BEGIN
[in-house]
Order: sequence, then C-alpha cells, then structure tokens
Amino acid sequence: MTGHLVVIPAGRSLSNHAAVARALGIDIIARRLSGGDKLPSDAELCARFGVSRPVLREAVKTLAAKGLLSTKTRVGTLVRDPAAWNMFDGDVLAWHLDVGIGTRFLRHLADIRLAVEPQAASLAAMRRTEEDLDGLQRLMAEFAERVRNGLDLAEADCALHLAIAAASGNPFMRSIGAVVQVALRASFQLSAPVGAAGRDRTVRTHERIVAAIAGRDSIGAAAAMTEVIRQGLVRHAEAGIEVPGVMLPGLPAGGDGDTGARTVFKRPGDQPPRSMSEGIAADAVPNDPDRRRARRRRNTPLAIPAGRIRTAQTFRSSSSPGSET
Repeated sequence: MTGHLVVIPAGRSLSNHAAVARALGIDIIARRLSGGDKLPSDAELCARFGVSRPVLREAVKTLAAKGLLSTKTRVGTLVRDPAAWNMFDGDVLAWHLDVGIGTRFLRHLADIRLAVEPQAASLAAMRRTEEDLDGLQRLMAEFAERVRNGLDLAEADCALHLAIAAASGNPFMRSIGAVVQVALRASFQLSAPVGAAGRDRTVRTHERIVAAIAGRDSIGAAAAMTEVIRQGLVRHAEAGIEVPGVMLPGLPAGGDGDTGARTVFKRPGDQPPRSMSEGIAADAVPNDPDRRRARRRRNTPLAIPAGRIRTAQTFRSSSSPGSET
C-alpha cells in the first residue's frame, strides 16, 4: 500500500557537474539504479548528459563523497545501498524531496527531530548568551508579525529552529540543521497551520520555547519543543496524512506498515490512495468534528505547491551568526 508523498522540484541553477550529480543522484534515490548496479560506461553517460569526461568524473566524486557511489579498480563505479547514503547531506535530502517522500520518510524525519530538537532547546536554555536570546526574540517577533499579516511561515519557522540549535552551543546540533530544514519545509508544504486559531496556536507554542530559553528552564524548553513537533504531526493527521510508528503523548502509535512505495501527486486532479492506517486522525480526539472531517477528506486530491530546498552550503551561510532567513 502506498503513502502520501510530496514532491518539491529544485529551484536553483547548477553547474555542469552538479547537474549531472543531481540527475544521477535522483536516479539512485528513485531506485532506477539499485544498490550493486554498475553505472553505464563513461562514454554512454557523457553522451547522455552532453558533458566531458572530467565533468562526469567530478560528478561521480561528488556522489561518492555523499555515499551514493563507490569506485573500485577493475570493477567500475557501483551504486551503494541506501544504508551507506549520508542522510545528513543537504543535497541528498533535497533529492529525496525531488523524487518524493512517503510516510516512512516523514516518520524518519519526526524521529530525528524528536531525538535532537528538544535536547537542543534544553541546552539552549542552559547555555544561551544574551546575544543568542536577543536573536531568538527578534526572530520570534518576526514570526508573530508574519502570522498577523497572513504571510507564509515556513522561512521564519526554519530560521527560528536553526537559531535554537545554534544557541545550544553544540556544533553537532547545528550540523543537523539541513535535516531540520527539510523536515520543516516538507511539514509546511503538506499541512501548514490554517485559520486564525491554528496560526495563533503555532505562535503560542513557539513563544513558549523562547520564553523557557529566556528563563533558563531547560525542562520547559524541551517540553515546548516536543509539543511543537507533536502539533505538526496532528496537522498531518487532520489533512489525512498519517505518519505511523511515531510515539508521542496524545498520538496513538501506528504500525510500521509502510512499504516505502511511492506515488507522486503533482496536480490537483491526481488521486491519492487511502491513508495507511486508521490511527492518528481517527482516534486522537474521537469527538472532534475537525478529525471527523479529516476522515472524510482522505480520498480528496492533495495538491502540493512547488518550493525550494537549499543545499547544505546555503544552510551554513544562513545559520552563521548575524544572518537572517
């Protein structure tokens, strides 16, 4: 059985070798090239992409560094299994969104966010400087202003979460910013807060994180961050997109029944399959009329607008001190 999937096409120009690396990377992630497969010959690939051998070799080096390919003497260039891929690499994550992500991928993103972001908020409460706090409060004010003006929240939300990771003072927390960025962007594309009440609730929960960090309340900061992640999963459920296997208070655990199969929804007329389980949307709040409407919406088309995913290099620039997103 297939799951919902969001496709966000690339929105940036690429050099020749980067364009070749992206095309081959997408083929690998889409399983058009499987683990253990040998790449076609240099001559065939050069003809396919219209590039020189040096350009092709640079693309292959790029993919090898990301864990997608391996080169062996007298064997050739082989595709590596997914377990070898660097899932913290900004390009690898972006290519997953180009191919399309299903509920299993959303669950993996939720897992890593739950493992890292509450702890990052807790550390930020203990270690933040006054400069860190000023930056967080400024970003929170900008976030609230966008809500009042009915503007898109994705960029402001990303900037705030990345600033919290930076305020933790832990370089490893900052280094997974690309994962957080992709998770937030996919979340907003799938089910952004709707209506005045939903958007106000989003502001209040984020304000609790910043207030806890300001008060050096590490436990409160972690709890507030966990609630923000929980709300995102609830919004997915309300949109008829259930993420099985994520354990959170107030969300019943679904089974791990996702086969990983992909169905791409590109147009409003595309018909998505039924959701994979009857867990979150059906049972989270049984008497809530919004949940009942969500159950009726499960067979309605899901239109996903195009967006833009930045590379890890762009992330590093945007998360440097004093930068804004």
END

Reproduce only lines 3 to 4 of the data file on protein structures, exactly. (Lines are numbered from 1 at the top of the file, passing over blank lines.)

Amino acid sequence: MTGHLVVIPAGRSLSNHAAVARALGIDIIARRLSGGDKLPSDAELCARFGVSRPVLREAVKTLAAKGLLSTKTRVGTLVRDPAAWNMFDGDVLAWHLDVGIGTRFLRHLADIRLAVEPQAASLAAMRRTEEDLDGLQRLMAEFAERVRNGLDLAEADCALHLAIAAASGNPFMRSIGAVVQVALRASFQLSAPVGAAGRDRTVRTHERIVAAIAGRDSIGAAAAMTEVIRQGLVRHAEAGIEVPGVMLPGLPAGGDGDTGARTVFKRPGDQPPRSMSEGIAADAVPNDPDRRRARRRRNTPLAIPAGRIRTAQTFRSSSSPGSET
Repeated sequence: MTGHLVVIPAGRSLSNHAAVARALGIDIIARRLSGGDKLPSDAELCARFGVSRPVLREAVKTLAAKGLLSTKTRVGTLVRDPAAWNMFDGDVLAWHLDVGIGTRFLRHLADIRLAVEPQAASLAAMRRTEEDLDGLQRLMAEFAERVRNGLDLAEADCALHLAIAAASGNPFMRSIGAVVQVALRASFQLSAPVGAAGRDRTVRTHERIVAAIAGRDSIGAAAAMTEVIRQGLVRHAEAGIEVPGVMLPGLPAGGDGDTGARTVFKRPGDQPPRSMSEGIAADAVPNDPDRRRARRRRNTPLAIPAGRIRTAQTFRSSSSPGSET